On 14.10.2021 was International E-Waste Day. Every year, we join the WEEE Forum’s event here and think of a special action in connection with e-waste. This year, we asked our employees to bring old, worn-out or defective electrical appliances from home. We had not yet revealed what we intend to do with them. Our goal: to build a statue out of all the collected electronic waste. By the way, we don’t want to withhold this from you and present it at our booth at the E-Waste Expo 2021.
Background to the collection campaign: 85 percent of respondents have old electrical appliances at home
Last month, the time had finally come: We were able to publish our study on the topic of “e-waste disposal in private households”. The study revealed some shocking figures. More than 85 percent of respondents have old electrical appliances at home that they no longer use for a variety of reasons. The reasons why the participants do not dispose of the old appliances are also very variable. All in all, we received more than 30 pages of unbelievable insights, facts and personal feelings of the consumers, which we of course want to share with you. You can read more about the study here.
During the preparation of the study, the desire arose in us to further sensitize our employees to the topic of electronic waste and its disposal. This is how we came up with the idea of building a statue together from the old electrical appliances that are lying around at home.
Well? What do we have here?
Little by little, more and more electronic waste was collected over the two weeks. From smartphones, tablets, notebooks, to electrical children’s toys, drones, flashlights, computer mice, coffee machines, power supplies and much more. In a way, we were all shocked at how much e-waste was coming together.
On International E-Waste Day, we sorted through the amount and made some exciting discoveries. Among the e-waste, there was a lot that does not count as e-waste. For example, the cover for an action camera, a selfie stick without electronic components and a light bulb. So we sorted these items away for the time being.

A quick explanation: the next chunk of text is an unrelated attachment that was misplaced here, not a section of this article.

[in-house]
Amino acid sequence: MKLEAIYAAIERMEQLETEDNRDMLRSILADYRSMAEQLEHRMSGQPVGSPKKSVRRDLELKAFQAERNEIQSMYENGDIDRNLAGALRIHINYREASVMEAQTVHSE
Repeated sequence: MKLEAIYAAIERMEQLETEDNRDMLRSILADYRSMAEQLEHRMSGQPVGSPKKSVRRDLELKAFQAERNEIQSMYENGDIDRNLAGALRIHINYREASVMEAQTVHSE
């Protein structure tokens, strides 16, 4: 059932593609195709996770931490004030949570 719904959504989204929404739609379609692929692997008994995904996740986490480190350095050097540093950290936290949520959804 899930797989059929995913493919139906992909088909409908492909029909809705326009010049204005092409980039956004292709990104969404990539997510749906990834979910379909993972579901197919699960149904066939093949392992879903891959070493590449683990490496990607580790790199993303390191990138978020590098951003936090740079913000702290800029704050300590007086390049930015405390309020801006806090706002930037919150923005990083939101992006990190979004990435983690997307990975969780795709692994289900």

Now it got interesting: How many batteries are in the pile and therefore stored somewhere at home by our employees? Again, almost every second battery-operated device (such as remote controls or the children’s toys) still contained a rechargeable or a battery. Many of them had already burst/leaked. As a result, we also banished these hazards and collected and disposed of the batteries/rechargeable batteries properly. Why batteries or rechargeable batteries can be a great danger to people and the environment, you can read in this exciting news article.
Probably the most bizarre e-waste was an electric children’s toy from the 90s. Fun Fact: With fresh batteries it even still worked!
Then it was time to build the e-waste statue
Now we started with the most exciting part: the construction of our e-waste statue. With hot glue guns, cordless screwdrivers, adhesive tape and especially a lot of teamwork and creativity, we assembled the body parts of our robot piece by piece.
Legs were made from coffee machines, toes from computer mice, an upper body from a drone and many electronic scrap parts, arms from keyboards, and so on. In the end, the meter-high statue stood before us and we were speechless. Despite the amount of used equipment in the big statue, the rest was easily enough for another one.
What a cool team day and the result is something to be proud of, isn’t it? We would like to thank the WEEE Forum for always putting on International E-Waste Day. By the way, more information about what we do and why e-waste is our passion can be found at here.